Palestinians killed in heavy fighting

Twelve years after Yasser Arafat declared independence, eight are killed in heavy fighting in Jerusalem and the occupied territories
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The Independent Online

Palestinians said all along that they intended to celebrate the anniversary of Yasser Arafat's symbolic 1988 declaration of independence by attacking Israelis on Arab land, so it was always certain that yesterday would become a day of mourning.

Palestinians said all along that they intended to celebrate the anniversary of Yasser Arafat's symbolic 1988 declaration of independence by attacking Israelis on Arab land, so it was always certain that yesterday would become a day of mourning.

But even by the standards of this seven-week conflict, it was a bloody day, and a reminder of inequality of the forces engaged in this low-level war. By nightfall, the Israeli army had shot dead another eight Palestinians and a ninth had died from earlier wounds. Another round of funerals was being prepared, which are sure to bring many thousands on to the streets tomorrow for another round of bloodshed. Such is the grim vortex driving on this war.

The day began with an announcement by the Israeli Army that hours earlier it had arrested 15 suspected Palestinian guerrillas in three West Bank villages that - with the rest of the occupied territories - are now under a tight Israeli blockade.

The late-night commando-style operation by the border police, undercover security forces and army was in retaliation for the killing on Monday of four Israelis in ambushes on their cars. Three of them - two soldiers and a woman settler - were killed a few miles from the raided villages, between Jerusalem and Nablus.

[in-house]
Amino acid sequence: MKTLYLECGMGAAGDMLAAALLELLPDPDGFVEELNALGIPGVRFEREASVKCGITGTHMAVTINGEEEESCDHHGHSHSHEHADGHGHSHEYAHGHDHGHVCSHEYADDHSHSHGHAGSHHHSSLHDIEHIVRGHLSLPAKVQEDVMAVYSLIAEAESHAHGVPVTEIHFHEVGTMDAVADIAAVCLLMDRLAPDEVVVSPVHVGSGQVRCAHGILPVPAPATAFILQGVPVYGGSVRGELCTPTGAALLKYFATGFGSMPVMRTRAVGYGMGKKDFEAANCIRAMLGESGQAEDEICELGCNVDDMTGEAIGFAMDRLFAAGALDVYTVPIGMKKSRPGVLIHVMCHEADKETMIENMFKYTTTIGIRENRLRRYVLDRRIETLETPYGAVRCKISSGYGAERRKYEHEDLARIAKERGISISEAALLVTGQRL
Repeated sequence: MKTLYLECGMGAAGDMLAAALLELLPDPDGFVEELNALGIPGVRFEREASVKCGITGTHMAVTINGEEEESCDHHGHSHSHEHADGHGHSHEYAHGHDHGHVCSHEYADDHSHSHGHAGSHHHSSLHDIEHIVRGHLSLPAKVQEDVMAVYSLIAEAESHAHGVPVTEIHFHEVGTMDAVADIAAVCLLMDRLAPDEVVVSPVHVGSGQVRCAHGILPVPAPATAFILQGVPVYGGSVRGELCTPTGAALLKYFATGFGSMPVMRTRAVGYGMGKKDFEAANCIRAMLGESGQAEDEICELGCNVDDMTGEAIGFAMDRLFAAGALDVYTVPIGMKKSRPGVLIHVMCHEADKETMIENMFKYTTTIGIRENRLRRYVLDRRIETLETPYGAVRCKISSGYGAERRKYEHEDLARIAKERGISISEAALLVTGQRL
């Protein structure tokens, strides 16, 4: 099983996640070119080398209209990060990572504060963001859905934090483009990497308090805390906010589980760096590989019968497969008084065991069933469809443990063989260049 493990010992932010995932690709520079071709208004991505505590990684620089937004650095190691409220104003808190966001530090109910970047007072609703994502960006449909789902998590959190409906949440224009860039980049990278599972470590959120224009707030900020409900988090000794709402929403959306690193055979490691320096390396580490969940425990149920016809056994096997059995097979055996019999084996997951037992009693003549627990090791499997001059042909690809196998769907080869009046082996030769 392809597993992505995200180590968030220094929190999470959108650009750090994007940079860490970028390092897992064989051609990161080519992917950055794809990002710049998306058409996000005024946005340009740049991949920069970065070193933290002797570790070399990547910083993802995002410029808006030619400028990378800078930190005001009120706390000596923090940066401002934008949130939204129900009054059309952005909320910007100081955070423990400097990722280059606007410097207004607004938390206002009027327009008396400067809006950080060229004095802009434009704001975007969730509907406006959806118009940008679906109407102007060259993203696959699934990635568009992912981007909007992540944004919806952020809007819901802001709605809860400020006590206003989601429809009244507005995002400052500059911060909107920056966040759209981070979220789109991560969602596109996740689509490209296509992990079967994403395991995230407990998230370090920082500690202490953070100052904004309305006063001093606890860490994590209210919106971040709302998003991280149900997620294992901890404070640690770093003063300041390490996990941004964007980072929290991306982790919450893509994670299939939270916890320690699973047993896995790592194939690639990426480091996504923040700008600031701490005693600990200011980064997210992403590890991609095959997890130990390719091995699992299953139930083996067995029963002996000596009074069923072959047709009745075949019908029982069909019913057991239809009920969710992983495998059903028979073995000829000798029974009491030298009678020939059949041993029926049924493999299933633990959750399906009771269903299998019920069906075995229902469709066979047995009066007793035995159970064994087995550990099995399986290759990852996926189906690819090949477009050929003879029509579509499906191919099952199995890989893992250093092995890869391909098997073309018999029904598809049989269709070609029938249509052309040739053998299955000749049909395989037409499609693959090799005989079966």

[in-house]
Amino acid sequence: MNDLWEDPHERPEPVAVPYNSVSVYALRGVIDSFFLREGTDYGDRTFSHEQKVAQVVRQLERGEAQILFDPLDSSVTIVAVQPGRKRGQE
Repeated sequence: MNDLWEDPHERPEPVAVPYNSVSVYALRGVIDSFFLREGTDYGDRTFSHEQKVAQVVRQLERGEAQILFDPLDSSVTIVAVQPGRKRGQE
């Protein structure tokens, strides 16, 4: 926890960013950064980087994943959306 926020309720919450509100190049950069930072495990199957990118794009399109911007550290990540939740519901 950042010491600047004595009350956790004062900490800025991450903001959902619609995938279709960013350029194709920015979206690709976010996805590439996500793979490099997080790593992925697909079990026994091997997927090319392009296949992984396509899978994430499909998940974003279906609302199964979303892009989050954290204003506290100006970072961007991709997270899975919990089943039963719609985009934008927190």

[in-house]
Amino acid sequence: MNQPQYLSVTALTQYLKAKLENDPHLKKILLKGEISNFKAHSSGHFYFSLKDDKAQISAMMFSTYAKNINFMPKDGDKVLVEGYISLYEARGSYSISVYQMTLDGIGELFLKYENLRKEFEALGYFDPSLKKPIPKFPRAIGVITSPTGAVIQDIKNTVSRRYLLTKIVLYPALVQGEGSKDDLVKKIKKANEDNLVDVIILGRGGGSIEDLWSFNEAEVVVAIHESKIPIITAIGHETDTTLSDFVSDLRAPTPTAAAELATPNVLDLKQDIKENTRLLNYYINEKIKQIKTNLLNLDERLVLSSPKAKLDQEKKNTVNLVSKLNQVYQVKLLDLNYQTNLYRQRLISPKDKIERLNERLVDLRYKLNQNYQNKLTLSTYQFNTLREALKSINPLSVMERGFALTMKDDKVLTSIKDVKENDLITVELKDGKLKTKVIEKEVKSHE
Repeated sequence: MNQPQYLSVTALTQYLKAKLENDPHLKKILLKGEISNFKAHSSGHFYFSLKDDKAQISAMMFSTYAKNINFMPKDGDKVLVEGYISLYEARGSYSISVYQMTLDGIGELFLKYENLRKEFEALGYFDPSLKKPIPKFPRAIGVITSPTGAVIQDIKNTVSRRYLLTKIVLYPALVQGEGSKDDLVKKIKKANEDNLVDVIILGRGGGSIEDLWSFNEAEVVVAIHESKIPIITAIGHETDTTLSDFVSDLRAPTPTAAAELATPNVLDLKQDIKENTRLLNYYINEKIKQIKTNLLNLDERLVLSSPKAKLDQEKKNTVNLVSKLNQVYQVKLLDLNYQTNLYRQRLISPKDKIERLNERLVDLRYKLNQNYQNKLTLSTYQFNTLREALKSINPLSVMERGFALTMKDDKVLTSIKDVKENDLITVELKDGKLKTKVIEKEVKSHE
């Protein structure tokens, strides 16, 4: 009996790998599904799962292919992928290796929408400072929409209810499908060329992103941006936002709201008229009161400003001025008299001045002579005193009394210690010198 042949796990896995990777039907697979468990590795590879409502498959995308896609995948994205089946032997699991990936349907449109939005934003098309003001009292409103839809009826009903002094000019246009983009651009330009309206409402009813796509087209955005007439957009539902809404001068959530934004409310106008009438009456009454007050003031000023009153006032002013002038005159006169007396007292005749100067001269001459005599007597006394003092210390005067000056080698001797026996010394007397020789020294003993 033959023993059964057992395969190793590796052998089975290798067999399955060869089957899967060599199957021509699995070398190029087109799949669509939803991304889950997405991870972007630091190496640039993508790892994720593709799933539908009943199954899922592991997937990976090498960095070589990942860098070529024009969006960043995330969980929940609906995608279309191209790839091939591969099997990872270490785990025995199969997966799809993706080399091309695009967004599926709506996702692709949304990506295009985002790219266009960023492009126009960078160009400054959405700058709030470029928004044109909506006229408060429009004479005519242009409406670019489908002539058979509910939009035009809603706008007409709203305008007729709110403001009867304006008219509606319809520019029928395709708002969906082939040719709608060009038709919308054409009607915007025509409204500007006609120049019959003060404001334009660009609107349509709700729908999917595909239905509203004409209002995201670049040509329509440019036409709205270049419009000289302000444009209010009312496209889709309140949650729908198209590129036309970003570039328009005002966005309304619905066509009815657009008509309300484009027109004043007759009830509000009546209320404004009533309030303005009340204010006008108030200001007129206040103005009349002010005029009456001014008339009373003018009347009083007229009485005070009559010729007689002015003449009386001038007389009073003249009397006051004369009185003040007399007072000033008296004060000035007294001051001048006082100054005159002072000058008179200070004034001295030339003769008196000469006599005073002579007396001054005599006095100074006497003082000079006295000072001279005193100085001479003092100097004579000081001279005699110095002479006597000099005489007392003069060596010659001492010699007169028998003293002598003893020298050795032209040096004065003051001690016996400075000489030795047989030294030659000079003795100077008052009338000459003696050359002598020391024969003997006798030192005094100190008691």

And it ended with heavy fire fights on the edge of Jerusalem, in the Jewish settlement of Gilo, in Ramallah, in the Gaza Strip and elsewhere in the West Bank between Palestinian guerrillas and the Israeli army.

Israel's beleaguered Prime Minister, Ehud Barak, was due to attend a cabinet meeting last night to discuss the violence. The meeting - according to several senior Israelis, including a cabinet minister - could reach a decision to end Israel's "policy of restraint". As the Israeli troops have shot dead scores of young Arab rioters since the end of September, this "policy" came as news to many observers.

Among those likely to take note of these remarks was Mary Robinson, the UN commissioner of human rights, who yesterday ended a mission to the region that included a shooting attack on her motorcade in the West Bank town of Hebron. The commission has already condemned Israel for its use of deadly tactics. "I have been shocked and dismayed and disturbed by what I have seen and heard and especially with the high human cost," she said. "My report will deal with the excessive use of force and I will be referring to the human rights violations that arise from this."

Yesterday the human cost was higher than it has been for a month. Eight Palestinians died - two at the Karni crossing between Israel and Gaza, two in the West Bank town of Tulkarem, one each in Hebron, Kalqilya, Jericho and Jenin. Another Palestinian died on Wednesday in Gaza of wounds sustained the night before.

Mr Arafat kept a low profile for this odd anniversary, created by his declaration of Palestinian independence in exile in Tunis 12 years ago.

He emerged from his Gaza headquarters to mark the occasion with a short plea to the international community to "push the peace process forward". Later, he made an appearance on television to express condolences for the death of the widow of Yitzhak Rabin, Leah, who was buried in Jerusalem yesterday.

But in the war zone itself the mood has changed. Monday's ambushes suggest that the Palestinians have moved more towards a guerrilla war in which their targets are settlers and soldiers.

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